My first season as a basketball fan
I’m 72; graduated high school in 1968. Girls grades in gym class were partially based on whether our gym uniforms were washed and ironed. In basketball, we could only dribble three times before we had to pass the ball, you know, so our reproductive organs wouldn’t fall out due to too much exercise. It is an absolute joy watching women athletes in ANY game or sport.
My youngest daughter was never an athlete; her asthma was too bad when she was a child. But she fell hard for women’s soccer when the national team began its glorious run about a decade ago. One of their biggest, most important victories was winning a lawsuit for equal pay.
Now we all are fierce supporters of the Chicago Red Stars and will be rooting for the national team at the World Cup. It’s as much about advocating for women’s rights in professional sports as it is about watching the play.
We need more of us in the seats. For some reason we still insist as a culture that it’s only worth our time to watch men.
This was great. I would encourage you to check out the WNBA this summer - it’s a great league and so fun to watch. Also, the Women’s World Cup this summer is going to be 🔥. Women’s professional soccer is the cusp of a global explosion and this tournament is going to be fantastic (which may not be great news for the USWNT but is for the larger world). Some years ago we happened to be in Portland when the Thorns were playing and decided to check it out (it was amazing - Alex Morgan scored the only goal and we saw Megan Rapinoe on the street after the game). The stadium was packed (attendance of around 14k, which at the time was unprecedented) and my wife spent most of the game marveling at the fact that all of these people were here to watch women’s sports. It completely blew her mind. Here’s to a future where this support is normal and not extraordinary.
Loved this! My 15 yo daughter just joined softball (varsity--only enough players to field one team) and she is thriving in the power of team, of together, of making their way together. This resonates with my resistance to sport in the past and seeing how and why women are so often excluded from the mainstream narrative. Thank you.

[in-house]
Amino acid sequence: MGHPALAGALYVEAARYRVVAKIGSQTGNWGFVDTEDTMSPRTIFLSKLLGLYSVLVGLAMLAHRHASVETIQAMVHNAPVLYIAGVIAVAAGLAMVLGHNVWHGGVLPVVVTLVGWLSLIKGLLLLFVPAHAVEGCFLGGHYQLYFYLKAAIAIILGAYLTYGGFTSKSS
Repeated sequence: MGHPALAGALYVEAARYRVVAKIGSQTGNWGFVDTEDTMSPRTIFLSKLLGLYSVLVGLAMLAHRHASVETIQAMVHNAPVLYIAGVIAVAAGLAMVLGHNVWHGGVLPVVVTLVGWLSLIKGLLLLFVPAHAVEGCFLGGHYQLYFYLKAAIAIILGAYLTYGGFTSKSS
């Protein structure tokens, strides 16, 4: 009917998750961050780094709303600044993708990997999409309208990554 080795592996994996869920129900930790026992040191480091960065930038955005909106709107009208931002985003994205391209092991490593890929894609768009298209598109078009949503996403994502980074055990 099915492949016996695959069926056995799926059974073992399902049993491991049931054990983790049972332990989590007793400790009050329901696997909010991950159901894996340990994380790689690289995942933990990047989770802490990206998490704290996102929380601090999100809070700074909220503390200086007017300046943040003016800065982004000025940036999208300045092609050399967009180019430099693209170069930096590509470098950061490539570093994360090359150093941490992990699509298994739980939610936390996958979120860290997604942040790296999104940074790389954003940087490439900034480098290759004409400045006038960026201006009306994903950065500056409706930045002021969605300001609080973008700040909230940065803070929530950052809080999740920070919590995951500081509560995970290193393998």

My older brother got all the attention around sports and most everything else. It’s was the sign of the times. Unfortunately.
I have 2 daughters who kick ass. I loved watching them in sports of any kind. My eldest hit a grand slam in softball. I lost my voice screaming.
They are strong and confident.
I loved reading this. You have helped me realize something pretty big. I played basketball in middle and high school. I was the tall girl who doesn’t jump high which seemed to really irritate the adults, particularly the male coaches and Dads of other teammates. I tried my hardest and they still yelled at me to jump higher, during practices and games. I really love and loved basketball yet it has haunted me that I also hate it. I realize that I can love it again as I realize what assholes those coaches and parents were. Thank you for helping me start to unravel this. I miss basketball!
Thank you for your perspective! I, too, am a brand new fan.
Yes, there was always way too much all-things-male in watching sports at my grandparent's... The smoke-filled living room ( always with the recliner having THE designated occupant) offered no hope of my ever fitting in in any small space, not even beside my dad. The loud cheers, guffaws, rivalry all seemed so foreign and hostile. Happy Thanksgiving... I'll go stir something. There was that one uncle anyway....😳